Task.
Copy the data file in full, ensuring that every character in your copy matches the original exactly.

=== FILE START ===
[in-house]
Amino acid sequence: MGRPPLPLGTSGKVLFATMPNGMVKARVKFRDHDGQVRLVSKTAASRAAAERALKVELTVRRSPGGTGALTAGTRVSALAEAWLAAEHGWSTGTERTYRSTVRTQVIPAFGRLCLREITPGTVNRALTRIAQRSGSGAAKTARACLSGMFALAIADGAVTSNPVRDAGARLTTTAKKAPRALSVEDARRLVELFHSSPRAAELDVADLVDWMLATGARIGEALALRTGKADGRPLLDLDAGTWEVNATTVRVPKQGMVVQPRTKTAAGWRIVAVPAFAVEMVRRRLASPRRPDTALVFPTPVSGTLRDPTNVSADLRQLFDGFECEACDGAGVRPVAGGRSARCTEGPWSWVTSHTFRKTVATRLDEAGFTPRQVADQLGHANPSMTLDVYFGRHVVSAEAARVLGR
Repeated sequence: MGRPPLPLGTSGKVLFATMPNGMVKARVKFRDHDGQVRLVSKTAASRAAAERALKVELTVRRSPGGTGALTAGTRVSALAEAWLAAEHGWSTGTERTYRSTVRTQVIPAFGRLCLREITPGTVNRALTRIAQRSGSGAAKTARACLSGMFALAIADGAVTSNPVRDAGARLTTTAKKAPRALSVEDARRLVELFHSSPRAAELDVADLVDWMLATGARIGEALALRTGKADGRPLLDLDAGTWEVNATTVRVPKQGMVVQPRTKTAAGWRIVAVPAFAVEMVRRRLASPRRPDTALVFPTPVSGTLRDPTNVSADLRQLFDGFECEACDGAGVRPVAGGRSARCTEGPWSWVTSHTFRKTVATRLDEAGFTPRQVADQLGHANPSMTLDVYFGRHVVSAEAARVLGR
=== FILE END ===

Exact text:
[in-house]
Amino acid sequence: MGRPPLPLGTSGKVLFATMPNGMVKARVKFRDHDGQVRLVSKTAASRAAAERALKVELTVRRSPGGTGALTAGTRVSALAEAWLAAEHGWSTGTERTYRSTVRTQVIPAFGRLCLREITPGTVNRALTRIAQRSGSGAAKTARACLSGMFALAIADGAVTSNPVRDAGARLTTTAKKAPRALSVEDARRLVELFHSSPRAAELDVADLVDWMLATGARIGEALALRTGKADGRPLLDLDAGTWEVNATTVRVPKQGMVVQPRTKTAAGWRIVAVPAFAVEMVRRRLASPRRPDTALVFPTPVSGTLRDPTNVSADLRQLFDGFECEACDGAGVRPVAGGRSARCTEGPWSWVTSHTFRKTVATRLDEAGFTPRQVADQLGHANPSMTLDVYFGRHVVSAEAARVLGR
Repeated sequence: MGRPPLPLGTSGKVLFATMPNGMVKARVKFRDHDGQVRLVSKTAASRAAAERALKVELTVRRSPGGTGALTAGTRVSALAEAWLAAEHGWSTGTERTYRSTVRTQVIPAFGRLCLREITPGTVNRALTRIAQRSGSGAAKTARACLSGMFALAIADGAVTSNPVRDAGARLTTTAKKAPRALSVEDARRLVELFHSSPRAAELDVADLVDWMLATGARIGEALALRTGKADGRPLLDLDAGTWEVNATTVRVPKQGMVVQPRTKTAAGWRIVAVPAFAVEMVRRRLASPRRPDTALVFPTPVSGTLRDPTNVSADLRQLFDGFECEACDGAGVRPVAGGRSARCTEGPWSWVTSHTFRKTVATRLDEAGFTPRQVADQLGHANPSMTLDVYFGRHVVSAEAARVLGR